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E-commerce mobile applications with a shelf-based interface

As a Product Designer at, I participated in the creation and redesign of generic interfaces for a Native mobile app. I developed features and pages such as "Wishlist," "'Collections," "Delivery," and "Payments" based on in-depth qualitative user research, competitive analysis, and testing. Curiosity in the e-commerce field and deep empathy for the end-users gave me the opportunity to create a good and exciting user experience.


Creating a native mobile app involves a deep understanding of both the iOS and Android operating systems, as well as the ability to work within their restrictions. By prioritizing responsive design principles, I crafted wireframes and prototypes that seamlessly adapted to various screen sizes and resolutions, maintaining optimal usability across all devices. Through iterative usability testing and heuristic’s analysis, I implemented intuitive touch interactions, resulting in a polished and user-friendly app experience that exceeded expectations.

Task 1

Create a "Delivery" page that allows users to manage their delivery information and streamline the checkout process.

UX Research

I started with the user research to form an understanding how people interact with the "Delivery" page. As a result from the in-depth I found out that users interact with it the several ways:

  • Entering and keeping shipping information

  • Selecting delivery options

  • Viewing shipping costs and timeframes

  • Tracking orders.

Then, I conducted a competitive analysis, focusing on industry leaders to identify best practices and maintain an enjoyable user flow. Based on the results, I pointed out the following key elements for the "Delivery" page:

  • Default address

  • Add new address

  • Edit/Delete address

  • Delivery preferences

  • Shipping Methods

  • Costs and Discounts

  • Help Center


Delivery Flow

When the user first enters the "Delivery" page, they will see a description that provides heuristic recognition rather than recall. After taping the call-to-action button, the user is directed to the "Delivery Zones" page, where they can view a list with descriptions. This design decision provides a smoother user flow by explaining which places are included.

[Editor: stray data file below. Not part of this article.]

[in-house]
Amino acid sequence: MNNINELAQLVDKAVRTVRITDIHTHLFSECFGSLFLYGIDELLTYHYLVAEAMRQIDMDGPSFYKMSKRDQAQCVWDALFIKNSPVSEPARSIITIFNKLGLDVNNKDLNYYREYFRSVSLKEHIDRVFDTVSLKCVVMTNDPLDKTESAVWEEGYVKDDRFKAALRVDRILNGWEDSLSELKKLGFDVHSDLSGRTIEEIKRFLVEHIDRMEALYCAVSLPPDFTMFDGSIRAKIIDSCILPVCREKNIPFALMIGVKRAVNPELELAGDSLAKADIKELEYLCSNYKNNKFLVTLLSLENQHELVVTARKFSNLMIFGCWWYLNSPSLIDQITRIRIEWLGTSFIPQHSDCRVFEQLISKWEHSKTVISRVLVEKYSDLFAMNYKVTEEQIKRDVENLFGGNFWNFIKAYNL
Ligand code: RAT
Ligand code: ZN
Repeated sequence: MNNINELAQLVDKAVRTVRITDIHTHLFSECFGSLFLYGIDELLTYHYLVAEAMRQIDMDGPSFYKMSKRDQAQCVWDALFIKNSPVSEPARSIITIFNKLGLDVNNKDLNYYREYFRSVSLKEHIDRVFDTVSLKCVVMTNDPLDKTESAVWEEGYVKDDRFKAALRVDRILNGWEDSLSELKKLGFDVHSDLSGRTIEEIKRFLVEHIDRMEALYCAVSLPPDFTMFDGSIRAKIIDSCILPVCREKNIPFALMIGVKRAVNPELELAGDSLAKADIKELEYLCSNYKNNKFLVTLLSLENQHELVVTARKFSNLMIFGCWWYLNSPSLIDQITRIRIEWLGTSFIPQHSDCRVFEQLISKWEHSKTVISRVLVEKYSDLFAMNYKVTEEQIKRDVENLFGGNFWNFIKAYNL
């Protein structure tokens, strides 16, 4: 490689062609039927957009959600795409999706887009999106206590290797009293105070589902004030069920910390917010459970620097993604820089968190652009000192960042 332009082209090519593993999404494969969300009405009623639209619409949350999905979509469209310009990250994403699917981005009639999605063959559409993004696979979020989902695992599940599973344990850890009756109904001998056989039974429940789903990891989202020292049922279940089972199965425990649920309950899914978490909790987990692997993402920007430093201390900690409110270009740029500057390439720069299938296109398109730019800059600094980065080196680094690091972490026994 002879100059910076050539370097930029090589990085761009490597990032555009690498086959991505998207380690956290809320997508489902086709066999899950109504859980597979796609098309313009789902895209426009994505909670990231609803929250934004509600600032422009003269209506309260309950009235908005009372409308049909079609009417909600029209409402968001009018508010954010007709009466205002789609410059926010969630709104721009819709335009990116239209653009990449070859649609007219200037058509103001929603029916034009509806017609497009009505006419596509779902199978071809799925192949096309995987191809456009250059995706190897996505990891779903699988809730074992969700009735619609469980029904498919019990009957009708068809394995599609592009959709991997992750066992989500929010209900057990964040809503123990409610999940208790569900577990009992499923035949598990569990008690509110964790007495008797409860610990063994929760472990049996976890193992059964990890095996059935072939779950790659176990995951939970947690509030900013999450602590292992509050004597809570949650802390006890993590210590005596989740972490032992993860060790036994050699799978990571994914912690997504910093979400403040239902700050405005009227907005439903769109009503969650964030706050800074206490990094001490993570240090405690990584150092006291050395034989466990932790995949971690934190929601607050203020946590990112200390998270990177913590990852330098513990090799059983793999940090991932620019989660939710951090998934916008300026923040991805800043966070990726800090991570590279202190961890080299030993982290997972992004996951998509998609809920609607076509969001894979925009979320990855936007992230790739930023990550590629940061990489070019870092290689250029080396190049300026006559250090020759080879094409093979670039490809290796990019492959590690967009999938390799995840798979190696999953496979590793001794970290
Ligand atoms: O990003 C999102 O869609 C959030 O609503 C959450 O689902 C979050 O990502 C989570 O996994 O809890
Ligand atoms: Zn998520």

On the "Delivery zone" page, I added information about:

  • Delivery cost

  • Contact details

  • Estimated time of arrival

I made this decision based on UX research.

After selecting the delivery zone, the user is directed to the "Success" page. I added the confirmation of the action as it is one of the most important design principles that provides calmness and an enjoyable user experience. As a call-to-action button, I chose "Continue Shopping" to increase user engagement with the store.

After selecting the delivery zone, the user can find information about the active delivery zone and add a new one in their profile. At the top part of the "Your delivery zones" page, users can see the active delivery zone, enhancing its visibility. 

To find profound information about the chosen delivery zone, the user needs to tap on the card. It allows users to easily access relevant information and ensures a streamlined user flow.

Task 2

Redesign a "Wishlist" page. The Wishlist is one of the most important features in e-commerce, as it encourages user engagement through personalized recommendations. 

UX Research

To redesign the "Wishlist" page I started with competitive analysis to identify prevalent design patterns across various e-commerce platforms. This research provided valuable insights into industry standards regarding bigger images and less text.


After implementing the changes, users can easily view images on the 'Wishlist' page, enhancing the user experience by presenting the most valuable data.


The new design for the "Delivery" pages was tested, and the average time for adding a delivery zone is exactly 1-2 minutes.

The new design of the "Wishlist" was approved by 72% of respondents. 

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